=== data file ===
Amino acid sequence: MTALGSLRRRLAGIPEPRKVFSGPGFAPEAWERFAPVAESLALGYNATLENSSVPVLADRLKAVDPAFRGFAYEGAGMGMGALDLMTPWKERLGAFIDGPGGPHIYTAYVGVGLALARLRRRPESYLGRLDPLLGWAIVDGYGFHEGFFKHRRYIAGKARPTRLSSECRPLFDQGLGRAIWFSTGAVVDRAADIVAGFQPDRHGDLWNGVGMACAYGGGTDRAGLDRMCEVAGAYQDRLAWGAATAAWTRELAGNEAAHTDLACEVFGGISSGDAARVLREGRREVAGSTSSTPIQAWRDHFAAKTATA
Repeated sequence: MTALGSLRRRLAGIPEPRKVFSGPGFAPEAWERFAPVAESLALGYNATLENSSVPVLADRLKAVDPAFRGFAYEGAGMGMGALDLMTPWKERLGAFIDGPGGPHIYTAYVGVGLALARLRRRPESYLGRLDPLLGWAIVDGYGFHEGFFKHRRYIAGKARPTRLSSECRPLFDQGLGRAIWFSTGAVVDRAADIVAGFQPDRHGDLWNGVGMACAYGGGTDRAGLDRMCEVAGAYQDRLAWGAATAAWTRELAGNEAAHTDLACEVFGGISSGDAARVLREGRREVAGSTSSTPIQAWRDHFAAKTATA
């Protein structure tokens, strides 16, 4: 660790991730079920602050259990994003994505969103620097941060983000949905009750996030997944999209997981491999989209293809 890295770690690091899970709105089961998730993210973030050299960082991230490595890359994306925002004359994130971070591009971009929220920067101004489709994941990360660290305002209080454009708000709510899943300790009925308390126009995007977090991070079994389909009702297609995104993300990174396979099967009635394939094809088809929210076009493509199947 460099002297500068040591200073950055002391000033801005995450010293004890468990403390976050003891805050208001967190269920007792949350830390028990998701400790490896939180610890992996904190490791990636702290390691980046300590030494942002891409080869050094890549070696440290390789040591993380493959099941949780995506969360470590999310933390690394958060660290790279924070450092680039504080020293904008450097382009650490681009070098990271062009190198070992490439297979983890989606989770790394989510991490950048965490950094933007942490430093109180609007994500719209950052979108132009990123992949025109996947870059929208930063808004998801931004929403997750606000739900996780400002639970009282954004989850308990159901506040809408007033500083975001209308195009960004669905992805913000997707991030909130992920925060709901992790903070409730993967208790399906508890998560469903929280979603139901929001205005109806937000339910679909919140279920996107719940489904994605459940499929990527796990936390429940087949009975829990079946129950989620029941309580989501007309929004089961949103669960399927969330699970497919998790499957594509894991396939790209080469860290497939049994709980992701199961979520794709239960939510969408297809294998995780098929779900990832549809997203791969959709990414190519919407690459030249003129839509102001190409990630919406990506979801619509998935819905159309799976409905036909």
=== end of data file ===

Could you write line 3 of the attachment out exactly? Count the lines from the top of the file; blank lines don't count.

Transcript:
């Protein structure tokens, strides 16, 4: 660790991730079920602050259990994003994505969103620097941060983000949905009750996030997944999209997981491999989209293809 890295770690690091899970709105089961998730993210973030050299960082991230490595890359994306925002004359994130971070591009971009929220920067101004489709994941990360660290305002209080454009708000709510899943300790009925308390126009995007977090991070079994389909009702297609995104993300990174396979099967009635394939094809088809929210076009493509199947 460099002297500068040591200073950055002391000033801005995450010293004890468990403390976050003891805050208001967190269920007792949350830390028990998701400790490896939180610890992996904190490791990636702290390691980046300590030494942002891409080869050094890549070696440290390789040591993380493959099941949780995506969360470590999310933390690394958060660290790279924070450092680039504080020293904008450097382009650490681009070098990271062009190198070992490439297979983890989606989770790394989510991490950048965490950094933007942490430093109180609007994500719209950052979108132009990123992949025109996947870059929208930063808004998801931004929403997750606000739900996780400002639970009282954004989850308990159901506040809408007033500083975001209308195009960004669905992805913000997707991030909130992920925060709901992790903070409730993967208790399906508890998560469903929280979603139901929001205005109806937000339910679909919140279920996107719940489904994605459940499929990527796990936390429940087949009975829990079946129950989620029941309580989501007309929004089961949103669960399927969330699970497919998790499957594509894991396939790209080469860290497939049994709980992701199961979520794709239960939510969408297809294998995780098929779900990832549809997203791969959709990414190519919407690459030249003129839509102001190409990630919406990506979801619509998935819905159309799976409905036909």